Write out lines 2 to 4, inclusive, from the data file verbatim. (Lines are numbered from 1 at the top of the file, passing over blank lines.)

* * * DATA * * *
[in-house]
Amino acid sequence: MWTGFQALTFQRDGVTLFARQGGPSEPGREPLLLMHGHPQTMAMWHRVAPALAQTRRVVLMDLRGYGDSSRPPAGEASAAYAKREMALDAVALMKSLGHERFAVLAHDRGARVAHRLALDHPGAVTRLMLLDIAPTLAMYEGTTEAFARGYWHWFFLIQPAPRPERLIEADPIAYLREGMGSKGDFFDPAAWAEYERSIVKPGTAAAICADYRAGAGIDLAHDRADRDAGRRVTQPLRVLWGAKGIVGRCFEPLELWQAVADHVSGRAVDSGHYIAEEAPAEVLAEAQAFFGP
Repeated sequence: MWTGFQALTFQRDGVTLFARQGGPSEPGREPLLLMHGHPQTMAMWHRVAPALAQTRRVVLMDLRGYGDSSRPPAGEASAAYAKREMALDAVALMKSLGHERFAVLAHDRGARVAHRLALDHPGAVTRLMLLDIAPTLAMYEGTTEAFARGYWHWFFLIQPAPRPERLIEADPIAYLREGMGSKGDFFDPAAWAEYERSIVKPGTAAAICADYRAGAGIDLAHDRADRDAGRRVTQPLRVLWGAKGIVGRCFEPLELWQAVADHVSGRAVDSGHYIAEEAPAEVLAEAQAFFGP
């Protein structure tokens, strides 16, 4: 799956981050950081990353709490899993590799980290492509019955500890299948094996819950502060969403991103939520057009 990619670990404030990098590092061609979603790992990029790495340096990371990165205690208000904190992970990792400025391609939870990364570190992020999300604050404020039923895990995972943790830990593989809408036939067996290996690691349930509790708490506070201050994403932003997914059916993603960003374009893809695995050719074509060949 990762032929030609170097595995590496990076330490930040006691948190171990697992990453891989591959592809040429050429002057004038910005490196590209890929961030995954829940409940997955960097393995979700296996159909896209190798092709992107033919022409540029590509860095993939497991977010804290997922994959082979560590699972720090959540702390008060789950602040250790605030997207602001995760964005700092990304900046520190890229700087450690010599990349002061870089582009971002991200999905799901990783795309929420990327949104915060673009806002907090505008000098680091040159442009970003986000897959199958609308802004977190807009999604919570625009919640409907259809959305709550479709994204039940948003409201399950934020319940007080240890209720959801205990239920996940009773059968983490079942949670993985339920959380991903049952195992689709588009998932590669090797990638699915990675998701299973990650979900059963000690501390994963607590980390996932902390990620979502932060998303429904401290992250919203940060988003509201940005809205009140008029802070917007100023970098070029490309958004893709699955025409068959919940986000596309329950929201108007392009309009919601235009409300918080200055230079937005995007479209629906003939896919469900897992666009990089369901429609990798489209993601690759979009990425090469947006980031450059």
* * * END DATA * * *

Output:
Amino acid sequence: MWTGFQALTFQRDGVTLFARQGGPSEPGREPLLLMHGHPQTMAMWHRVAPALAQTRRVVLMDLRGYGDSSRPPAGEASAAYAKREMALDAVALMKSLGHERFAVLAHDRGARVAHRLALDHPGAVTRLMLLDIAPTLAMYEGTTEAFARGYWHWFFLIQPAPRPERLIEADPIAYLREGMGSKGDFFDPAAWAEYERSIVKPGTAAAICADYRAGAGIDLAHDRADRDAGRRVTQPLRVLWGAKGIVGRCFEPLELWQAVADHVSGRAVDSGHYIAEEAPAEVLAEAQAFFGP
Repeated sequence: MWTGFQALTFQRDGVTLFARQGGPSEPGREPLLLMHGHPQTMAMWHRVAPALAQTRRVVLMDLRGYGDSSRPPAGEASAAYAKREMALDAVALMKSLGHERFAVLAHDRGARVAHRLALDHPGAVTRLMLLDIAPTLAMYEGTTEAFARGYWHWFFLIQPAPRPERLIEADPIAYLREGMGSKGDFFDPAAWAEYERSIVKPGTAAAICADYRAGAGIDLAHDRADRDAGRRVTQPLRVLWGAKGIVGRCFEPLELWQAVADHVSGRAVDSGHYIAEEAPAEVLAEAQAFFGP
């Protein structure tokens, strides 16, 4: 799956981050950081990353709490899993590799980290492509019955500890299948094996819950502060969403991103939520057009 990619670990404030990098590092061609979603790992990029790495340096990371990165205690208000904190992970990792400025391609939870990364570190992020999300604050404020039923895990995972943790830990593989809408036939067996290996690691349930509790708490506070201050994403932003997914059916993603960003374009893809695995050719074509060949 990762032929030609170097595995590496990076330490930040006691948190171990697992990453891989591959592809040429050429002057004038910005490196590209890929961030995954829940409940997955960097393995979700296996159909896209190798092709992107033919022409540029590509860095993939497991977010804290997922994959082979560590699972720090959540702390008060789950602040250790605030997207602001995760964005700092990304900046520190890229700087450690010599990349002061870089582009971002991200999905799901990783795309929420990327949104915060673009806002907090505008000098680091040159442009970003986000897959199958609308802004977190807009999604919570625009919640409907259809959305709550479709994204039940948003409201399950934020319940007080240890209720959801205990239920996940009773059968983490079942949670993985339920959380991903049952195992689709588009998932590669090797990638699915990675998701299973990650979900059963000690501390994963607590980390996932902390990620979502932060998303429904401290992250919203940060988003509201940005809205009140008029802070917007100023970098070029490309958004893709699955025409068959919940986000596309329950929201108007392009309009919601235009409300918080200055230079937005995007479209629906003939896919469900897992666009990089369901429609990798489209993601690759979009990425090469947006980031450059």